Future Directions for Optimizing Clinical Science & Safety: Ecological Momentary Assessments in Suicide/Self-Harm Research

Sunhye Bai, Kalina N. Babeva, Michael I. Kim, Joan R. Asarnow

Research output: Contribution to journalArticlepeer-review

Abstract

Objective: Mobile technology has facilitated rapid growth in the use of intensive longitudinal methods (ILM), such as ecological momentary assessments (EMA), that help identify proximal indicators of risk in real-time and real-world settings. To realize the potential of ILM for advancing knowledge regarding suicidal and self-injurious thoughts and behaviors (SITB), this article aims to provide a systematic review of safety protocols in published ILM studies of youth SITB, highlight considerations for maximizing safety, and offer an agenda for future research. Method: We conducted a systematic review of risk management strategies in published studies applying ILM to assess SITB in youth. Results: The review indicated diverse safety strategies, with near-universal use of preventive strategies before beginning ILM surveys. Strategies for participant protection during the survey period included automated protective messages to seek support when elevated risk was detected; and staff-led strategies, some of which included active outreach to parents/caregivers when youth responses suggested elevated risk. Studies assessing suicidality all provided staff-led follow-up. There was minimal information on youth reactivity to intensive longitudinal assessments of SITB. Available evidence did not suggest increased suicidal ideation, suicide attempts, self-injurious behavior, or deaths with ILM. Conclusions: Based on the review, we propose a research agenda to inform safety procedures in ILM research and a model for managing risk in future ILM studies of youth SITB. This model begins with a needs assessment and proposes a “goodness of fit” approach for matching safety procedures to the specific needs of each ILM study.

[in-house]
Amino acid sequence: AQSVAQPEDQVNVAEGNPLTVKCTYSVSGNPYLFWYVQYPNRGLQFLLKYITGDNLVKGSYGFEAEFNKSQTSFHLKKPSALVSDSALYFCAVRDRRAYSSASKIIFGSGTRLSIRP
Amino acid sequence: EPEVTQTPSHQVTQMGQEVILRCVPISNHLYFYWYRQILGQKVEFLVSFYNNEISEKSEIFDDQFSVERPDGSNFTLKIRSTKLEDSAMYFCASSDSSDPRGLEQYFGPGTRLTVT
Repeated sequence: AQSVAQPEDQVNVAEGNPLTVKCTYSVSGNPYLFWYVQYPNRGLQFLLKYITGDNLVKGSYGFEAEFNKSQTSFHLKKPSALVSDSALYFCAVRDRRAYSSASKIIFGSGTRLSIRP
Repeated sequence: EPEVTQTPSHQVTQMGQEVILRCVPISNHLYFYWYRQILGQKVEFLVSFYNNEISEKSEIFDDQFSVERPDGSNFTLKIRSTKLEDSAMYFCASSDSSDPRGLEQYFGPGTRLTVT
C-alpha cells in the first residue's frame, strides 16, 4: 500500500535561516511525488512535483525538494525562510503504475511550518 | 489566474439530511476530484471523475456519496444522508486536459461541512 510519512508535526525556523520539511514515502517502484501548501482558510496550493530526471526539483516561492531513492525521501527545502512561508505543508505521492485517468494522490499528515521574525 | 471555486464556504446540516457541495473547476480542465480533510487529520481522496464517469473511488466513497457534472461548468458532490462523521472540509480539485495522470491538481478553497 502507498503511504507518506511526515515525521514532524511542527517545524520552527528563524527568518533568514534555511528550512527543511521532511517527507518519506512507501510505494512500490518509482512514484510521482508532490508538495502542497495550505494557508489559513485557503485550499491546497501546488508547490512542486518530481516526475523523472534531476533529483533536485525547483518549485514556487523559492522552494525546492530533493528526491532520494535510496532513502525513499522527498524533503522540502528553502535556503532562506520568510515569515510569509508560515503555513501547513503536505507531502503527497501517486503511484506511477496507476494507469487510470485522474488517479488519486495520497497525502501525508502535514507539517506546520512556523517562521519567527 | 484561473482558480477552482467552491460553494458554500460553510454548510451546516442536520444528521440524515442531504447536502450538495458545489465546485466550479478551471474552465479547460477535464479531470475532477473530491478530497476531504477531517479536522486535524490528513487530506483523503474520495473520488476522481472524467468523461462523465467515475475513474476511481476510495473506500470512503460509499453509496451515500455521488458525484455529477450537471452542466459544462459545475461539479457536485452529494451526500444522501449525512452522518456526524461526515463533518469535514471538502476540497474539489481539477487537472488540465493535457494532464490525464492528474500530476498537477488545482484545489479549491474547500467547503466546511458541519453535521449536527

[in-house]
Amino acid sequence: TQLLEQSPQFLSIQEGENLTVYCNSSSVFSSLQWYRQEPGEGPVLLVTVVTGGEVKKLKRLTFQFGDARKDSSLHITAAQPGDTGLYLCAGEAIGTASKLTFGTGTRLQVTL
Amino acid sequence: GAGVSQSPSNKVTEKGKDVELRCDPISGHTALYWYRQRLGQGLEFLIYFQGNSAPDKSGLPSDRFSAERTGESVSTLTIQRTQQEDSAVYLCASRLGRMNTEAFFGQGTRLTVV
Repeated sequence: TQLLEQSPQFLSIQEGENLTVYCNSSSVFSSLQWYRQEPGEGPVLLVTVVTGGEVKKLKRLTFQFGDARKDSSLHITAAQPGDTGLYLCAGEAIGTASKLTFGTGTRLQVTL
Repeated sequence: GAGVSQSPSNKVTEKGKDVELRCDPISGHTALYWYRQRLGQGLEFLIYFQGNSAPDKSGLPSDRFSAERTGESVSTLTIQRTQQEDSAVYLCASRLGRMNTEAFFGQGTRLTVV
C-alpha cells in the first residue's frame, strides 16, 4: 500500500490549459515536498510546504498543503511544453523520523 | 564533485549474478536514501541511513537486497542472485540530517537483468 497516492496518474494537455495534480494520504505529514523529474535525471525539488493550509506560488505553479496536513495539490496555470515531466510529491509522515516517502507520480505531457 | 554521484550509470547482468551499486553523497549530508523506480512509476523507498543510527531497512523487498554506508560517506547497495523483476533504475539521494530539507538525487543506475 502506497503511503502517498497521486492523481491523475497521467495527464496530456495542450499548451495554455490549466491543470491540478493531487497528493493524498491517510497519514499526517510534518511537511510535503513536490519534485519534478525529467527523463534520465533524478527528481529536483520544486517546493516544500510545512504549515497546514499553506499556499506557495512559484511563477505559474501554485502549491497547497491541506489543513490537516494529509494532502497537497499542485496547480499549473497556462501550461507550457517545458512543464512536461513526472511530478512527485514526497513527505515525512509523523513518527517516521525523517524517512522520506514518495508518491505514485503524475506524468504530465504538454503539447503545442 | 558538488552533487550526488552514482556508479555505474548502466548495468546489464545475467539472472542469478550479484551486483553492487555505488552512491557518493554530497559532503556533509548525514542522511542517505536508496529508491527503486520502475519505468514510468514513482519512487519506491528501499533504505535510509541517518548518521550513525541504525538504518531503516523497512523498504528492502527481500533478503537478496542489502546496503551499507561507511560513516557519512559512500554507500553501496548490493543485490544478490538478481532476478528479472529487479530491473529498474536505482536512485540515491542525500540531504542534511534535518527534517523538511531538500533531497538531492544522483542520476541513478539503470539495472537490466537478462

Original languageEnglish (US)
JournalJournal of Clinical Child and Adolescent Psychology
DOIs
StateAccepted/In press - 2020

All Science Journal Classification (ASJC) codes

  • Developmental and Educational Psychology
  • Clinical Psychology

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